• Measure streamflow at the identified sampling stations.
  • Collect surface-water samples for metal concentration (dissolved and total) at the seven sampling stations.
  • Collect stream-bed sediment samples for total metal concentration at the seven sampling stations.
  • Measure suspended sediment concentration (SSC) at the identified sampling stations.

Table 1. Sampling locations in Oklahoma and their coordinates.

Site ID                    Location

Neosho-1              USGS Gage 07185000: Neosho River near Commerce, OK

Neosho-2              USGS Gage 07185080: Neosho River at Miami, OK

Tar Creek-1          USGS Gage 07185090: Tar Creek near Commerce, OK

Tar Creek-2          USGS Gage 07185095: Tar Creek at 22nd St Bridge at Miami, OK

Elm Creek             USGS Gage 07185030: Elm Creek near Commerce, OK

Beaver Creek       USGS Gage 07188005: Beaver Creek near Quapaw, OK

Spring River -1     USGS Gage 07188000: Spring River Near Quapaw, OK

 

 

 


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Community Resources

Community involvement is the process of engaging in dialogue and collaboration with community members. The goal of Superfund community involvement is to advocate and strengthen early and meaningful community participation during Superfund cleanups.

EPA is committed to engaging dialogue and collaboration with community members.  Our goal for Superfund community involvement is to advocate and strengthen early and meaningful community participation during Superfund cleanups.  We strive to encourage and enable community members to get involved.   EPA is committed to:

  • Listen carefully to what the community is saying
  • Take the time needed to deal with community concerns
  • Change planned actions where community comments or concerns have merit
  • Keep the community well informed of ongoing and planned activities
  • Explain to the community what EPA has done and why

Community Participation - EPA welcomes the opportunity to improve our communication effort by obtaining feedback and suggestions from you.  Do you have suggestions that can improve the exchange of information or ideas that can enhance the implementation of the remediation efforts?  If so, we want to hear from you.  Your participation can make a difference!

Community Involvement Plan (CIP) -  The site CIP has been developed to identify the concerns, needs and issues of the community.  This document informs the site team about the community and the preferred ways to involve them in the site clean-up

Please follow this link for a wide variety of community involvement information: Community Involvement Resources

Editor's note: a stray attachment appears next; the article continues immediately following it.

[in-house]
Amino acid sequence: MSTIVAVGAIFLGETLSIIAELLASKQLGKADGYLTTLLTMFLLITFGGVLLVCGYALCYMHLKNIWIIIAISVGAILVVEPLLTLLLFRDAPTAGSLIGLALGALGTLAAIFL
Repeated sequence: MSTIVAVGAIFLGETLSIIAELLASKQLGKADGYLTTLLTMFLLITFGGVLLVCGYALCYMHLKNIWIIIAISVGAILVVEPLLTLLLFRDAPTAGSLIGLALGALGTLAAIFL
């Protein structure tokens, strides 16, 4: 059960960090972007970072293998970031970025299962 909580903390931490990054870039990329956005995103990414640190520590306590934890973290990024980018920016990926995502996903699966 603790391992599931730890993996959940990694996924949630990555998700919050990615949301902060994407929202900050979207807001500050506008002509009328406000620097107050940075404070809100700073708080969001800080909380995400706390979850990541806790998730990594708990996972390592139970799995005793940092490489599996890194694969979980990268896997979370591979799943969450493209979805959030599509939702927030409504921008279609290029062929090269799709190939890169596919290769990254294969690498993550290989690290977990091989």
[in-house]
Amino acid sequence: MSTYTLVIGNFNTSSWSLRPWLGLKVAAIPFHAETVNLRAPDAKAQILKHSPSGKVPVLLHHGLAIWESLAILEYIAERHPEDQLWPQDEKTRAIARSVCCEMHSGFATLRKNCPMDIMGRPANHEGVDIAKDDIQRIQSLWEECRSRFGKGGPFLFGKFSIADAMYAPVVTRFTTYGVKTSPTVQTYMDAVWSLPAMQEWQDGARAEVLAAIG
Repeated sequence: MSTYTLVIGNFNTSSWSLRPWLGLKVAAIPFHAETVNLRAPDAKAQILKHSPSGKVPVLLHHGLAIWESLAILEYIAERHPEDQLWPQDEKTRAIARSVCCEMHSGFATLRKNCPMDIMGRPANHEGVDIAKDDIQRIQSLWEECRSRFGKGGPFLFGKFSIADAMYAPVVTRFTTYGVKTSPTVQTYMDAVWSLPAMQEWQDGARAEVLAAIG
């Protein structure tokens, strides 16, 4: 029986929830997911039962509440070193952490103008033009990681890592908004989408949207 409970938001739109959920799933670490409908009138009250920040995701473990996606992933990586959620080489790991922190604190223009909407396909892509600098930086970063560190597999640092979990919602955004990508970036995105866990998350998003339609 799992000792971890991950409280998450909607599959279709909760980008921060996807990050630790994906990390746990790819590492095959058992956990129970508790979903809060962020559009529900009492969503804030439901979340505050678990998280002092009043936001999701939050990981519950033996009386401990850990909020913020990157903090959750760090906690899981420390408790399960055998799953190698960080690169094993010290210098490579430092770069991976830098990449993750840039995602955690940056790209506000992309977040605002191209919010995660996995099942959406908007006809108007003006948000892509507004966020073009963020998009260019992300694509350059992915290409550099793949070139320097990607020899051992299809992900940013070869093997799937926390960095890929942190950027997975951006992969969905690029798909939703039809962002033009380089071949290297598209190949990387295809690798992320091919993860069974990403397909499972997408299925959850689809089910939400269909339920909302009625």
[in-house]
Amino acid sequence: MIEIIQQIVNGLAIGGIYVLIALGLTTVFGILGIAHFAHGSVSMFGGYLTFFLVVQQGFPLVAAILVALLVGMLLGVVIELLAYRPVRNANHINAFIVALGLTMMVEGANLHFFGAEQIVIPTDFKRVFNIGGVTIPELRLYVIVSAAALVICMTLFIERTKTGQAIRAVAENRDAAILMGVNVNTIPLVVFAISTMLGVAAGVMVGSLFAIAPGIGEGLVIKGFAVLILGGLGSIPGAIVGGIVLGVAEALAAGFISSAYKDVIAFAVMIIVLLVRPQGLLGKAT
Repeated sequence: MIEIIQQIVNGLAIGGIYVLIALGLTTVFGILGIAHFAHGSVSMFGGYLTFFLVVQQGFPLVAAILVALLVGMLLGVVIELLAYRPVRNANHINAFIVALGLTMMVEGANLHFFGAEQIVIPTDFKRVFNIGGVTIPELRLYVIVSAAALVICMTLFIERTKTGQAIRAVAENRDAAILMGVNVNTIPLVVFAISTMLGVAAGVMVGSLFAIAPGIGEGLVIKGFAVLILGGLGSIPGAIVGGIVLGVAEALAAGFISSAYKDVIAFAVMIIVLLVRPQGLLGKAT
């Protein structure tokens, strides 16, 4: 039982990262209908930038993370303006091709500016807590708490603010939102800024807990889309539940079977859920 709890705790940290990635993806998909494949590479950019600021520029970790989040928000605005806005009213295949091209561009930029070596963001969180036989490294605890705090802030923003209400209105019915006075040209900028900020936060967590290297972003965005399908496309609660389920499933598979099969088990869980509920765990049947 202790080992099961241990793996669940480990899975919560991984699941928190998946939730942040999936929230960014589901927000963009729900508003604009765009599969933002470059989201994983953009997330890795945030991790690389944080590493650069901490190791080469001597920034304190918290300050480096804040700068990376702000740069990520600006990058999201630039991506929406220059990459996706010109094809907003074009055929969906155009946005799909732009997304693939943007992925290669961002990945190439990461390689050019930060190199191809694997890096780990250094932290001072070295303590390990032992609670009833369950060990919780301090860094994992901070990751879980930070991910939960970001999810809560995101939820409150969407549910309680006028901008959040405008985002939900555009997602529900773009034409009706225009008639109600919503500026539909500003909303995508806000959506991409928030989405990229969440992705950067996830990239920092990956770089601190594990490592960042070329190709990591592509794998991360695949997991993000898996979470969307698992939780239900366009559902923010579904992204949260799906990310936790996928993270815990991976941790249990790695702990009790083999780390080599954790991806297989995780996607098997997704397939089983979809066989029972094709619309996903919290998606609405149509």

Information Repositories

Information Repositories containing the Administrative Record including the Record of Decision (ROD), for the Tar Creek Superfund Site is available at the following locations: 

Miami Public Library
200 North Main Street
Miami, Oklahoma   74354
918.542.2292

Oklahoma Department of Environmental Quality
707 North Robinson – 2nd Floor
Oklahoma City, Oklahoma   73102
405.702.1188 or 405.702.1000

All inquiries from the news media should be directed to the Region 6 Press Office at 214.665.2200.

 


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Redevelopment Activity

Sustainability through re-use or recycling of Site materials is another focus for the remedial action. Trees removed from the work areas during construction are segregated from other wastes to allow re-use and recycling where possible. Root balls from vegetative clearing may have contaminated soil attached, and are transported to the Central Mill Repository, but waste trees and other wood debris are available for mulching. Sampling and analysis of the chipped waste tree and wood debris material is performed, and results indicate concentrations of lead, cadmium and zinc are well below the cleanup goals and Regional Screening Levels for residential soil. From the Distal 7 North Site alone, over 2,000 cubic yards of mulch was provided to a local company for use as mulch. Remedial activities at the Distal 7 South Site have yielded 2,115 cubic yards of mulch.

The cleanup addresses residential relocation and sale of chat (a mining waste). EPA does not own any chat and will not purchase any chat. However, it is assisting chat sale participants, including the Quapaw Tribe of Oklahoma and local chat processors, as part of the Site’s Superfund remedy. Approximately, 17 percent of the source materials removed were purchased directly from property owners by local processors (with transport provided by EPA) for use.

Residential, commercial and public uses continue on several cleaned up properties. Reuses for properties currently undergoing cleanup are typically agricultural or rural. To date, workers remediated 2,940 properties under OU2.